"Likes" don't save lives: #UNICEFDay 2013

Halloween is upon us and when it comes to this childhood tradition, like many things in my life, I am a purist. I like to encourage my kids to think outside the box (or racks) of traditional gender-biased costumes, I like to decorate our front porch with that crazy spider web stuff and DANGER tape everywhere and like the good hardy Canadian kids that they are, my children don their snow pants, squeeze their costumes on over top and go door to door in our neighbourhood screaming "TRICK OR TREAT" at the top of their little lungs. It's how I did it as a kid and I feel it is important to maintain these traditions for my kids. One of the things that I do miss from my childhood and that was always part of Halloween growing up were the little orange UNICEF boxes that everyone had as the ultimate accessory to their costume. My brothers and I used to have a little bit of a competition every year to see who could collect the most pennies and whoever had the heaviest box at the end of the night would get to pick something from the others candy haul. Those were some good {cavity-inducing) times.

And while the orange boxes may not be around anymore (UNICEF Canada cancelled the program in 2006), UNICEF continues to do amazing things for children all over the world. I had a chance to talk to some wonderful UNICEF representatives while I was at Blissdom Canada a few weeks ago and got a mini tour of UNICEF's main programs and humanitarian efforts that directly affect children around the world.  It was an eye-opening, tear-inducing, heart-breaking and hope-creating experience for me.

From tasting the Plumpy Nut high protein therapeutic food that they provide for malnourished children, to following the trajectory of a vaccine from manufacturing to a child in a tiny village in a remote area of Mongolia, to picking up the VERY HEAVY  jugs that children have to haul miles every day just to have safe drinking water for their families, it was humbling and inspiring to see what all those pennies we used to collect have done and what donations to UNICEF continue to do today for children the world over.

The one program that touched me the most was UNICEFs work with children in refugee camps. In the UNICEF room at Blissdom, hanging on the walls were pictures that were drawn by Syrian children from refugee camps and I am still haunted by their artwork. I have two children who love to express themselves through art. My 7 year old loves to draw pictures of dinosaurs and his latest Hero Factory toy and my daughter draws pictures of animals and her family daily. This is what Syrian kids are drawing...

UNICEF drawing

 

UNICEFdrawing2

And not because they saw these images on some superhero-to-the-rescue cartoon show, this is their REAL LIFE. We hear about Syria every other day in the news and the focus is always on drone warfare and chemical weapons and trying to figure out who is the bad guy in this particular war and what, if anything, we are to do about it. What we don't hear about are the over 3 million children IN Syria living in dire situations and caught in the lines of fire or about the over 1 MILLION children that have been displaced from their homes and are now living in refugee camps in Lebanon, Jordan, Iraq, Turkey and other regions of North Africa.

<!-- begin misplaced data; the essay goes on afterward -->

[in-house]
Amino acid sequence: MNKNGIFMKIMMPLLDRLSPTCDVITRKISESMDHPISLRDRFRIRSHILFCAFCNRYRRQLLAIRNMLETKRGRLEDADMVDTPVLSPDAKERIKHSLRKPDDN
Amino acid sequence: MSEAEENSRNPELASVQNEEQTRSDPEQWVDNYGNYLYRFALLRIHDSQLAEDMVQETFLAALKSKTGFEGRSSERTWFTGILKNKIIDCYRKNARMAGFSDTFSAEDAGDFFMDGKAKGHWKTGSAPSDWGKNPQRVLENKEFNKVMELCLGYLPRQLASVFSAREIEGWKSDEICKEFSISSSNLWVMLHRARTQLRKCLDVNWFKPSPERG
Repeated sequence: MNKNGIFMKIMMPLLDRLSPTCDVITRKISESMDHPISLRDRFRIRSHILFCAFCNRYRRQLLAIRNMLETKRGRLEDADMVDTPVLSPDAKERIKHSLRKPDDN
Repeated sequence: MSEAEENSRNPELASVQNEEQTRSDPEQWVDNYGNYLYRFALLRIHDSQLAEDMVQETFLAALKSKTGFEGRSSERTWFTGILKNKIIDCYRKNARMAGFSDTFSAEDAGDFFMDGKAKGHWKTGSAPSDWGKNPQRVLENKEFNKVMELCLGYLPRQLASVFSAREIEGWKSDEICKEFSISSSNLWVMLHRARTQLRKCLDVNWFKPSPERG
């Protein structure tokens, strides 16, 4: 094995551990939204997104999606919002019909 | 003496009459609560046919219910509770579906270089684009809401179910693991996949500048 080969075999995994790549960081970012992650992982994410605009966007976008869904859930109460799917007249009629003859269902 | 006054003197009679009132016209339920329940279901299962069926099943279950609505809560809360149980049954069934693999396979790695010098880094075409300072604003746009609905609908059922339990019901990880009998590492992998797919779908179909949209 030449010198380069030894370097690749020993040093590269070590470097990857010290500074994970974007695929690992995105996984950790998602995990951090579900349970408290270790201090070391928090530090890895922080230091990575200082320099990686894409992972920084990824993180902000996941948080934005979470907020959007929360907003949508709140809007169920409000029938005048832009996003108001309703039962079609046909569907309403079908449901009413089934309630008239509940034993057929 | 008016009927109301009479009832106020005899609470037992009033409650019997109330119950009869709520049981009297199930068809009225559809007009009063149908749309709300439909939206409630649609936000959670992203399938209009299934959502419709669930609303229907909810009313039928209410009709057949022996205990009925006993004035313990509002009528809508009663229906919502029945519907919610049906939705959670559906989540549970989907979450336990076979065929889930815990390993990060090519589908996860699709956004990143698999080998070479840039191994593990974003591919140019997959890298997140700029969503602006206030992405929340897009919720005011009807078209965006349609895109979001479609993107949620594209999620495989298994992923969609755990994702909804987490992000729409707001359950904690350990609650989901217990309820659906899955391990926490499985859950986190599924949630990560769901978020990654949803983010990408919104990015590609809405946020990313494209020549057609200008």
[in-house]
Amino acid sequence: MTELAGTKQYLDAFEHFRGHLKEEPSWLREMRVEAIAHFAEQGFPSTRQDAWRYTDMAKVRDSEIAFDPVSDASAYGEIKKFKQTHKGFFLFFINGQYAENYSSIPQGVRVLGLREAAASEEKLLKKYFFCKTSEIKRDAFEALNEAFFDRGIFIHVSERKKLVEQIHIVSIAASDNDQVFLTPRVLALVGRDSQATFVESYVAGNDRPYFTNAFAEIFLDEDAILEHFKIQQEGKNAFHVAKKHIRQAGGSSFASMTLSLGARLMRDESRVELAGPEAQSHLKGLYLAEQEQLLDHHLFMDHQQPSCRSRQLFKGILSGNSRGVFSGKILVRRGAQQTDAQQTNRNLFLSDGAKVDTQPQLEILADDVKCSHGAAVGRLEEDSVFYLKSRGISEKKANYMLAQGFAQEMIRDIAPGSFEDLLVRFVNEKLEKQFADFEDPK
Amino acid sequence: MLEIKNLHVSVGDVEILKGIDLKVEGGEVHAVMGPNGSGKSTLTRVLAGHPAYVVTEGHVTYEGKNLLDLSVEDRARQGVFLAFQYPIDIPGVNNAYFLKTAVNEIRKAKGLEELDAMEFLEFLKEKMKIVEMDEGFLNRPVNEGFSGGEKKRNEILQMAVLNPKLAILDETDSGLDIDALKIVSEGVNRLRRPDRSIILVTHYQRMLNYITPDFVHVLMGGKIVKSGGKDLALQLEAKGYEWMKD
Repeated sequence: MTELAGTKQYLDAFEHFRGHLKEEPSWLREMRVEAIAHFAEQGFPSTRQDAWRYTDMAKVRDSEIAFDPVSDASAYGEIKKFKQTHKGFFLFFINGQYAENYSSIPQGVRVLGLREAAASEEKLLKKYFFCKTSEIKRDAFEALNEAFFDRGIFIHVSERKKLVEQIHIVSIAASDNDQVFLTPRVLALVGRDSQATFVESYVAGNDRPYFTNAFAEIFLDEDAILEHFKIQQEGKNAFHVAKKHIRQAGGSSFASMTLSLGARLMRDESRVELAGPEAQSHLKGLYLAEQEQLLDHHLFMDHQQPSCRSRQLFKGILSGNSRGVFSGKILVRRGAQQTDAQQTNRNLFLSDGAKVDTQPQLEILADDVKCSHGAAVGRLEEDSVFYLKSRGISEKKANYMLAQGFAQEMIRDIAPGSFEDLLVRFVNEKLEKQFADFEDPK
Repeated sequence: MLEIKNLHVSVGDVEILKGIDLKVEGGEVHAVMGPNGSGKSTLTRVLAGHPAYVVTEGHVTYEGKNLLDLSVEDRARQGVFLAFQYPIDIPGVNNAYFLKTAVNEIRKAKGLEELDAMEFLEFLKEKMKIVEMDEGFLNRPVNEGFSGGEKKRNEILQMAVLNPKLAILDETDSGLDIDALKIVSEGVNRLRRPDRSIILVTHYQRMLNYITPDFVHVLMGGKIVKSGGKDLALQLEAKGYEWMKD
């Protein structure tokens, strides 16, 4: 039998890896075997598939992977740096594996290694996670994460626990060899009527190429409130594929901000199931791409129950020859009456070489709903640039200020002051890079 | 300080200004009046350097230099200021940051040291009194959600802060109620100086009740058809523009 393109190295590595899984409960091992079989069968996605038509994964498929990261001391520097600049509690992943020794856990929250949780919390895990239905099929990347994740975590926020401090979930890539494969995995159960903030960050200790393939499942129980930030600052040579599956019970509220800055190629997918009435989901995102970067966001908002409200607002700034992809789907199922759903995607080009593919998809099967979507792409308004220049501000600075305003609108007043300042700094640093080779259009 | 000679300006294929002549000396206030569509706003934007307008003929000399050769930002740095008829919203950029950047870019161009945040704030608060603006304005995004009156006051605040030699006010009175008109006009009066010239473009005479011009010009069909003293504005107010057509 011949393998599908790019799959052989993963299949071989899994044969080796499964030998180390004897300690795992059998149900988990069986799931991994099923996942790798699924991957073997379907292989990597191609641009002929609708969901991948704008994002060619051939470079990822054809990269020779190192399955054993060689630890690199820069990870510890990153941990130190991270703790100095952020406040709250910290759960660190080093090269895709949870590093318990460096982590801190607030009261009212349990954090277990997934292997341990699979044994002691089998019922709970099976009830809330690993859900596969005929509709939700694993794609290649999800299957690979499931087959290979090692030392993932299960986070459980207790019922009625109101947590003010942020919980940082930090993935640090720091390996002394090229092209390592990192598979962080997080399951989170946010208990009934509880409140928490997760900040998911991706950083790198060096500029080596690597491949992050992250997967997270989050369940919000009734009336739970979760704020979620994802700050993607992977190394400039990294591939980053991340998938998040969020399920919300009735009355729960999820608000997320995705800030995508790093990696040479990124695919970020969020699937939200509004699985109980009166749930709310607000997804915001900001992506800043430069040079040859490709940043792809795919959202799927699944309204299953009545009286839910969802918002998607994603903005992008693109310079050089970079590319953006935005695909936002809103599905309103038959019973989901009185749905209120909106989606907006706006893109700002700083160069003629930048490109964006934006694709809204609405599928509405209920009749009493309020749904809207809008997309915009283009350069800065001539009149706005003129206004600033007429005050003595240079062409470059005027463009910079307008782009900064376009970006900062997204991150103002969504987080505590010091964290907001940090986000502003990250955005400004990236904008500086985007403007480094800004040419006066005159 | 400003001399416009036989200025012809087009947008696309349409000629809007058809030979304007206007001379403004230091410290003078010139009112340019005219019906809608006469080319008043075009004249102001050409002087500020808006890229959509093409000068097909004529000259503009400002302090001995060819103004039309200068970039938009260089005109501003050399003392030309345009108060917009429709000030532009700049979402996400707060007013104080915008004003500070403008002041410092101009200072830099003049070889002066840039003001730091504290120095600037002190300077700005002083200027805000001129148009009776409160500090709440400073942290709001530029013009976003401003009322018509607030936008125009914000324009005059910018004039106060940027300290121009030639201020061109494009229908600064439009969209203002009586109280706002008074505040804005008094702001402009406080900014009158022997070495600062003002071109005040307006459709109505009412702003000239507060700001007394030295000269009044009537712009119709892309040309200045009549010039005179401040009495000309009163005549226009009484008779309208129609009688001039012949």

UNICEF has multiple ways that they help in these situations and one of them is through their Survival Gifts donation program. For just over $200 dollars you can send a whole school in a box to a refugee camp. Or an early childhood development box. These are literally big steel boxes with enough supplies for up to 50 kids that get shipped to the areas that need them. A tent can be turned into a school. The shade of a big tree can become a play area for toddlers. In the grand scheme of things this 'gifts' may not seem like much, but for a child who has lost everything and who is in a strange place and has a terribly uncertain future, a slice of normalcy-reading a book, learning his or her letters and numbers or stacking some blocks-can be just what is needed so that all hope is not lost and so that they don't forget what it means to just be a kid. There are many other much needed survival gifts that can be purchased and some for as little as $10.00. It really doesn't take much to help save a life.

Thursday, October 31st, 2013 is national #UNICEFDay. Won't you please join me and support UNICEF's work and NOT "LIKE" THIS POST at all! Instead, please visit Unicef.ca and purchase a life-saving survival gift. Think of it as a your little orange box and fill that sucker up with as much as you can. Somewhere in the world there is no Halloween, no trick-or-treating and no dress-up school parties to attend today. There is only fear, and hunger, and sickness, and despair, and no amount of "likes" is going to change that.

UNICEF FB_Like - Educate

 

A gift of medicines, of tools for education, of blankets and nutritional supplements, these are the things that offer hope and comfort to these kids. So please, Tweet about #UNICEFDAY all day long, post it all over your Facebook page, and then walk the walk and let everyone know that your support goes further than just sharing something on your timeline.

I just bought a School-in-a-Box.

In my mind, it is one ginormous orange UNICEF box and someone now owes me some of their candy!

Happy #UNICEFDay Everyone!

Natasha~

P.S. Disclosure - I was not compensated in any way for this post, but thanks to the generosity of Hallmark, because of this post, 10 children will be getting a live-saving vaccination.

P.P.S. Want to get in on that action? Head on over and give UNICEF your email address and you too can help a child get vaccinated. One email address = one vaccine = one child's life.